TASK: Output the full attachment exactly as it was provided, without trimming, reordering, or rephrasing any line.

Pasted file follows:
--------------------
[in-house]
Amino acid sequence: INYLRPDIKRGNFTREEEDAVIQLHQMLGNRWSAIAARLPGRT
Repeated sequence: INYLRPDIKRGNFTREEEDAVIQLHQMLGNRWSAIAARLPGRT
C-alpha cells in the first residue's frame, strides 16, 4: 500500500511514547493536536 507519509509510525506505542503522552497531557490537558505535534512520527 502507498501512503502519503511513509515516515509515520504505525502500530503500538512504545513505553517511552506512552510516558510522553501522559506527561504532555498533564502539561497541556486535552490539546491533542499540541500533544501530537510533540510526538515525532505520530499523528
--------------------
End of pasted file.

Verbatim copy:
[in-house]
Amino acid sequence: INYLRPDIKRGNFTREEEDAVIQLHQMLGNRWSAIAARLPGRT
Repeated sequence: INYLRPDIKRGNFTREEEDAVIQLHQMLGNRWSAIAARLPGRT
C-alpha cells in the first residue's frame, strides 16, 4: 500500500511514547493536536 507519509509510525506505542503522552497531557490537558505535534512520527 502507498501512503502519503511513509515516515509515520504505525502500530503500538512504545513505553517511552506512552510516558510522553501522559506527561504532555498533564502539561497541556486535552490539546491533542499540541500533544501530537510533540510526538515525532505520530499523528